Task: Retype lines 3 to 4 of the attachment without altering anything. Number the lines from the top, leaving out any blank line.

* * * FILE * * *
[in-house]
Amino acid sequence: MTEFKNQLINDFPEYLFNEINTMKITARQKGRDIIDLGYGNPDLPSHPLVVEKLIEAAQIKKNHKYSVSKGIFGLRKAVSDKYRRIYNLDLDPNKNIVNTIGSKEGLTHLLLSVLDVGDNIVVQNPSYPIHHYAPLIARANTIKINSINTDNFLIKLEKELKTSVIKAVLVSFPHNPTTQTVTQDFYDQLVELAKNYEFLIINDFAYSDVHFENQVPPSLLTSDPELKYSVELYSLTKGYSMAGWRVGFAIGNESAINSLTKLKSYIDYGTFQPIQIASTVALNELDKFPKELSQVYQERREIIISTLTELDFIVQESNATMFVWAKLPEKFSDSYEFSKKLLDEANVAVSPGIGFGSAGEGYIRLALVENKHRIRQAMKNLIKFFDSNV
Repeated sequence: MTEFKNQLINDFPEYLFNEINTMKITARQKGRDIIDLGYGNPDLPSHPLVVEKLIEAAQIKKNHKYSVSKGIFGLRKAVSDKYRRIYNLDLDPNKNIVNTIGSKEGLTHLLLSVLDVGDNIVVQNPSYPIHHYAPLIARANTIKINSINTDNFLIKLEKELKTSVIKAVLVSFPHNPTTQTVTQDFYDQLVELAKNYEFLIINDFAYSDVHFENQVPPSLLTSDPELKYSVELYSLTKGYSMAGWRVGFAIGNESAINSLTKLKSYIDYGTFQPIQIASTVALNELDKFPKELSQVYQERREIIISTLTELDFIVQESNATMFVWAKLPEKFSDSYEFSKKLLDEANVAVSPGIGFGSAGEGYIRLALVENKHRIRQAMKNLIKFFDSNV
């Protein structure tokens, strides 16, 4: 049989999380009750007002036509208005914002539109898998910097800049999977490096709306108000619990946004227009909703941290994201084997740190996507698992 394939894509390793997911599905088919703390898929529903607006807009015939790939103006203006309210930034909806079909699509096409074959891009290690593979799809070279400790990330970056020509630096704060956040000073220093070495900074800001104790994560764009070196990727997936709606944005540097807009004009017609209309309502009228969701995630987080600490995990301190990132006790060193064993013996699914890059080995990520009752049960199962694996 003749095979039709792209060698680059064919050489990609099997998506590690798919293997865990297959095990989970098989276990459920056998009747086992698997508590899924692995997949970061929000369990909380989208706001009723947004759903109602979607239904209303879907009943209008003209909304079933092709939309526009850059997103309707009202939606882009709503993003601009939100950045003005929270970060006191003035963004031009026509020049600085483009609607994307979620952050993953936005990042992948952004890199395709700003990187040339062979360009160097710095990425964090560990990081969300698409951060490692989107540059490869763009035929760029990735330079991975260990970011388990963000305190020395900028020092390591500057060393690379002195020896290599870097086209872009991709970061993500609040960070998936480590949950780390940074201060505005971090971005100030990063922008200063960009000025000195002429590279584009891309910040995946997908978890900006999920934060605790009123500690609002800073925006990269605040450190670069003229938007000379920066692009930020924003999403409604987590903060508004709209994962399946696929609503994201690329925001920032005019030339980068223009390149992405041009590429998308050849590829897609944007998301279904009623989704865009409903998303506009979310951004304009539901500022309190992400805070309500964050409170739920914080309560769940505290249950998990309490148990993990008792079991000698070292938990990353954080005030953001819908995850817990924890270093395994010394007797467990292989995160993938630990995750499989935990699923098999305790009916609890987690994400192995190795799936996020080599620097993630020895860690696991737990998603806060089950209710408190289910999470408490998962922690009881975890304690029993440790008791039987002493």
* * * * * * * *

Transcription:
Repeated sequence: MTEFKNQLINDFPEYLFNEINTMKITARQKGRDIIDLGYGNPDLPSHPLVVEKLIEAAQIKKNHKYSVSKGIFGLRKAVSDKYRRIYNLDLDPNKNIVNTIGSKEGLTHLLLSVLDVGDNIVVQNPSYPIHHYAPLIARANTIKINSINTDNFLIKLEKELKTSVIKAVLVSFPHNPTTQTVTQDFYDQLVELAKNYEFLIINDFAYSDVHFENQVPPSLLTSDPELKYSVELYSLTKGYSMAGWRVGFAIGNESAINSLTKLKSYIDYGTFQPIQIASTVALNELDKFPKELSQVYQERREIIISTLTELDFIVQESNATMFVWAKLPEKFSDSYEFSKKLLDEANVAVSPGIGFGSAGEGYIRLALVENKHRIRQAMKNLIKFFDSNV
């Protein structure tokens, strides 16, 4: 049989999380009750007002036509208005914002539109898998910097800049999977490096709306108000619990946004227009909703941290994201084997740190996507698992 394939894509390793997911599905088919703390898929529903607006807009015939790939103006203006309210930034909806079909699509096409074959891009290690593979799809070279400790990330970056020509630096704060956040000073220093070495900074800001104790994560764009070196990727997936709606944005540097807009004009017609209309309502009228969701995630987080600490995990301190990132006790060193064993013996699914890059080995990520009752049960199962694996 003749095979039709792209060698680059064919050489990609099997998506590690798919293997865990297959095990989970098989276990459920056998009747086992698997508590899924692995997949970061929000369990909380989208706001009723947004759903109602979607239904209303879907009943209008003209909304079933092709939309526009850059997103309707009202939606882009709503993003601009939100950045003005929270970060006191003035963004031009026509020049600085483009609607994307979620952050993953936005990042992948952004890199395709700003990187040339062979360009160097710095990425964090560990990081969300698409951060490692989107540059490869763009035929760029990735330079991975260990970011388990963000305190020395900028020092390591500057060393690379002195020896290599870097086209872009991709970061993500609040960070998936480590949950780390940074201060505005971090971005100030990063922008200063960009000025000195002429590279584009891309910040995946997908978890900006999920934060605790009123500690609002800073925006990269605040450190670069003229938007000379920066692009930020924003999403409604987590903060508004709209994962399946696929609503994201690329925001920032005019030339980068223009390149992405041009590429998308050849590829897609944007998301279904009623989704865009409903998303506009979310951004304009539901500022309190992400805070309500964050409170739920914080309560769940505290249950998990309490148990993990008792079991000698070292938990990353954080005030953001819908995850817990924890270093395994010394007797467990292989995160993938630990995750499989935990699923098999305790009916609890987690994400192995190795799936996020080599620097993630020895860690696991737990998603806060089950209710408190289910999470408490998962922690009881975890304690029993440790008791039987002493």